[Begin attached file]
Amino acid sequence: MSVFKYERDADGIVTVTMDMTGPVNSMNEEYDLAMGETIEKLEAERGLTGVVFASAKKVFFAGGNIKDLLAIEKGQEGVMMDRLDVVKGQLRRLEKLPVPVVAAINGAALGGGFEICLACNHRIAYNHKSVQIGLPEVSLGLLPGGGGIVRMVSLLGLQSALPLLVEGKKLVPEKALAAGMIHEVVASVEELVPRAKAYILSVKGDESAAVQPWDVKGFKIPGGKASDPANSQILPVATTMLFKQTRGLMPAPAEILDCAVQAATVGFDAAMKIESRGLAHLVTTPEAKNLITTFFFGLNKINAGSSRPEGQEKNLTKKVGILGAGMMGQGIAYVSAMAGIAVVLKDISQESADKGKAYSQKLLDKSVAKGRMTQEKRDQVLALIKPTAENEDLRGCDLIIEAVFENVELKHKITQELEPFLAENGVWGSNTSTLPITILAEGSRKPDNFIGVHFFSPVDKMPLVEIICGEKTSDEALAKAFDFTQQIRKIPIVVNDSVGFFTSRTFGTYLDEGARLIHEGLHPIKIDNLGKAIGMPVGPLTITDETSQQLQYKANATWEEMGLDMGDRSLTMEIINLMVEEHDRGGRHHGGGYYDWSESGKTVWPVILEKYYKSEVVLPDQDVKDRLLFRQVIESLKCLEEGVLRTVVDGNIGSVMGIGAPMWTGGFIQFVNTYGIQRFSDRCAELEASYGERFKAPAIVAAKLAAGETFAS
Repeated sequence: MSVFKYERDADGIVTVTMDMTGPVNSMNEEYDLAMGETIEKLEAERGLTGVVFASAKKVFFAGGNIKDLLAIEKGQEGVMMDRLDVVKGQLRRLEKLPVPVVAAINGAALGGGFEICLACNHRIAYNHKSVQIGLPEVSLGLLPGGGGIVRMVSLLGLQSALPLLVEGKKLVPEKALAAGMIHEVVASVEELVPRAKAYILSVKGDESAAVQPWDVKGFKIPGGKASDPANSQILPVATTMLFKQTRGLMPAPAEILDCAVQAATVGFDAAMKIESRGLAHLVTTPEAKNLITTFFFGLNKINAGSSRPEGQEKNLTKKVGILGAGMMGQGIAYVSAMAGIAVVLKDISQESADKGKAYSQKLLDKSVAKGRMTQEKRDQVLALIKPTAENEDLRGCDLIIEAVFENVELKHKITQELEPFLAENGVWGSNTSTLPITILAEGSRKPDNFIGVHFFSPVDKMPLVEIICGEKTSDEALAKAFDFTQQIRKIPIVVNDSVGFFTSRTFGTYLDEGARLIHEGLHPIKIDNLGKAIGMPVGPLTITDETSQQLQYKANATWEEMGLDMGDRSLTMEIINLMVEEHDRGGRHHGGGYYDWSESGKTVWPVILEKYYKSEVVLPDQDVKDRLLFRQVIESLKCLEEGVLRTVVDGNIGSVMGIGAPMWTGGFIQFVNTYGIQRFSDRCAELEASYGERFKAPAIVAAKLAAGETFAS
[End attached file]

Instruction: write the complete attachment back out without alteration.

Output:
Amino acid sequence: MSVFKYERDADGIVTVTMDMTGPVNSMNEEYDLAMGETIEKLEAERGLTGVVFASAKKVFFAGGNIKDLLAIEKGQEGVMMDRLDVVKGQLRRLEKLPVPVVAAINGAALGGGFEICLACNHRIAYNHKSVQIGLPEVSLGLLPGGGGIVRMVSLLGLQSALPLLVEGKKLVPEKALAAGMIHEVVASVEELVPRAKAYILSVKGDESAAVQPWDVKGFKIPGGKASDPANSQILPVATTMLFKQTRGLMPAPAEILDCAVQAATVGFDAAMKIESRGLAHLVTTPEAKNLITTFFFGLNKINAGSSRPEGQEKNLTKKVGILGAGMMGQGIAYVSAMAGIAVVLKDISQESADKGKAYSQKLLDKSVAKGRMTQEKRDQVLALIKPTAENEDLRGCDLIIEAVFENVELKHKITQELEPFLAENGVWGSNTSTLPITILAEGSRKPDNFIGVHFFSPVDKMPLVEIICGEKTSDEALAKAFDFTQQIRKIPIVVNDSVGFFTSRTFGTYLDEGARLIHEGLHPIKIDNLGKAIGMPVGPLTITDETSQQLQYKANATWEEMGLDMGDRSLTMEIINLMVEEHDRGGRHHGGGYYDWSESGKTVWPVILEKYYKSEVVLPDQDVKDRLLFRQVIESLKCLEEGVLRTVVDGNIGSVMGIGAPMWTGGFIQFVNTYGIQRFSDRCAELEASYGERFKAPAIVAAKLAAGETFAS
Repeated sequence: MSVFKYERDADGIVTVTMDMTGPVNSMNEEYDLAMGETIEKLEAERGLTGVVFASAKKVFFAGGNIKDLLAIEKGQEGVMMDRLDVVKGQLRRLEKLPVPVVAAINGAALGGGFEICLACNHRIAYNHKSVQIGLPEVSLGLLPGGGGIVRMVSLLGLQSALPLLVEGKKLVPEKALAAGMIHEVVASVEELVPRAKAYILSVKGDESAAVQPWDVKGFKIPGGKASDPANSQILPVATTMLFKQTRGLMPAPAEILDCAVQAATVGFDAAMKIESRGLAHLVTTPEAKNLITTFFFGLNKINAGSSRPEGQEKNLTKKVGILGAGMMGQGIAYVSAMAGIAVVLKDISQESADKGKAYSQKLLDKSVAKGRMTQEKRDQVLALIKPTAENEDLRGCDLIIEAVFENVELKHKITQELEPFLAENGVWGSNTSTLPITILAEGSRKPDNFIGVHFFSPVDKMPLVEIICGEKTSDEALAKAFDFTQQIRKIPIVVNDSVGFFTSRTFGTYLDEGARLIHEGLHPIKIDNLGKAIGMPVGPLTITDETSQQLQYKANATWEEMGLDMGDRSLTMEIINLMVEEHDRGGRHHGGGYYDWSESGKTVWPVILEKYYKSEVVLPDQDVKDRLLFRQVIESLKCLEEGVLRTVVDGNIGSVMGIGAPMWTGGFIQFVNTYGIQRFSDRCAELEASYGERFKAPAIVAAKLAAGETFAS